Paper 2023/797

Entropy Suffices for Key Guessing

Timo Glaser, Ruhr University Bochum
Alexander May, Ruhr University Bochum
Julian Nowakowski, Ruhr University Bochum

Modern (lattice-based) cryptosystems typically sample their secret keys component-wise and independently from a discrete probability distribution $\chi$. For instance, KYBER has secret key entries from the centered binomial distribution, DILITHIUM from the uniform distribution, and FALCON from the discrete Gaussian. As attacks may require guessing of a subset of the secret key coordinates, the complexity of enumerating such sub-keys is of fundamental importance. Any length-$n$ sub-key with entries sampled from $\chi$ has entropy $\operatorname{H}(\chi)n$, where $\operatorname{H}(\chi)$ denotes the entropy of $\chi$. If $\chi$ is the uniform distribution, then it is easy to see that any length-$n$ sub-key can be enumerated with $2^{\operatorname{H}(\chi)n}$ trials. However, for sub-keys sampled from general probability distributions, Massey (1994) ruled out that the number of key guesses can be upper bounded by a function of the entropy alone. In this work, we bypass Massey's impossibility result by focussing on the typical cryptographic setting, where key entries are sampled independently component-wise from some distribution $\chi$, i.e., we focus on $\chi^n$. We study the optimal key guessing algorithm that enumerates keys in $\chi^n$ in descending order of probability, but we abort at a certain probability. As our main result, we show that for any discrete probability distribution~$\chi$ our aborted key guessing algorithm tries at most $2^{\operatorname{H}(\chi)n}$ keys, and its success probability asymptotically converges to $\frac 1 2$. Our algorithm allows for a quantum version with at most $2^{\operatorname{H}(\chi) n/ 2}$ key guesses. In other words, for any distribution $\chi$, we achieve a Grover-type square root speedup, which we show to be optimal. For the underlying key distributions of KYBER and FALCON, we explicitly compute the expected number of key guesses and their success probabilities for our aborted key guessing for all sub-key lengths $n$ of practical interest. Our experiments strongly indicate that our aborted key guessing, while sacrificing only a factor of two in success probability, improves over the usual (non-aborted) key guessing by a run time factor exponential in $n$.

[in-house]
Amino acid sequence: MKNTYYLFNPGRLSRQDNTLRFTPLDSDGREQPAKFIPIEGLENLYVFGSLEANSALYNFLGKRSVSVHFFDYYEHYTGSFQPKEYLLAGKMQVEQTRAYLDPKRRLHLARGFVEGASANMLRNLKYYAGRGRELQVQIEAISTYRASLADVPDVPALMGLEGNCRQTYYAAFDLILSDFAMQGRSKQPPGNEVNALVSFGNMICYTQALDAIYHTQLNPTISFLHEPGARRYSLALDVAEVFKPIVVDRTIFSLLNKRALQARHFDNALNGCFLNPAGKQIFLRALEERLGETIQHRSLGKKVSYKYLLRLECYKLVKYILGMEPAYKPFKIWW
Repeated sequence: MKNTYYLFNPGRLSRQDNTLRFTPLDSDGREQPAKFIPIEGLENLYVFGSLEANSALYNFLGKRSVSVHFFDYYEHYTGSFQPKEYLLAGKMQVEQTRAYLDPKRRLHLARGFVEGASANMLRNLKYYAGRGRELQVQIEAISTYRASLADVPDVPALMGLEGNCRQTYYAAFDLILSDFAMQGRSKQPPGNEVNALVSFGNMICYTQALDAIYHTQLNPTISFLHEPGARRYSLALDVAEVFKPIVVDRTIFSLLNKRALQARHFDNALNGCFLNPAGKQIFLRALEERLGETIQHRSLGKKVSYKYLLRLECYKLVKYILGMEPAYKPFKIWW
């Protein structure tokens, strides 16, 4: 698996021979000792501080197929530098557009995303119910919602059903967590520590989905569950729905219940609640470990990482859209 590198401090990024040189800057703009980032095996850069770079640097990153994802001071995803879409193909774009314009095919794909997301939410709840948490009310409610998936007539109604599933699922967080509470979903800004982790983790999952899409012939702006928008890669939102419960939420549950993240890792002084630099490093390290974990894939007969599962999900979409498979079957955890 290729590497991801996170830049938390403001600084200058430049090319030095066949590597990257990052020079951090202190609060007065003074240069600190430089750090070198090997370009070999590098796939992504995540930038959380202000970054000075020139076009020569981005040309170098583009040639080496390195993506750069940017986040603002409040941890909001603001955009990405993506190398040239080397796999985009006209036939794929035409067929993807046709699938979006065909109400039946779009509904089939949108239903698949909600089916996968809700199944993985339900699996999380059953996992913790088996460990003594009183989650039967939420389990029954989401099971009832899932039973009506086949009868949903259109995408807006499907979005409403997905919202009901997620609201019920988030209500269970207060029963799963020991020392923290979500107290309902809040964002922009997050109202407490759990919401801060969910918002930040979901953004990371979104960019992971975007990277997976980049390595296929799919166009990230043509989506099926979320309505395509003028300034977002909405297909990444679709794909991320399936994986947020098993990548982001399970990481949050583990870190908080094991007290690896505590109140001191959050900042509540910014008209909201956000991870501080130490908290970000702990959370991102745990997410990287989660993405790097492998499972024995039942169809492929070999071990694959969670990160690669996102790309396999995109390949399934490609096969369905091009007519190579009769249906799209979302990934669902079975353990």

Available format(s)
Attacks and cryptanalysis
Publication info
Contact author(s)
timo glaser @ rub de
alex may @ rub de
julian nowakowski @ rub de
2023-06-06: approved
2023-05-31: received
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      author = {Timo Glaser and Alexander May and Julian Nowakowski},
      title = {Entropy Suffices for Key Guessing},
      howpublished = {Cryptology ePrint Archive, Paper 2023/797},
      year = {2023},
      note = {\url{}},
      url = {}
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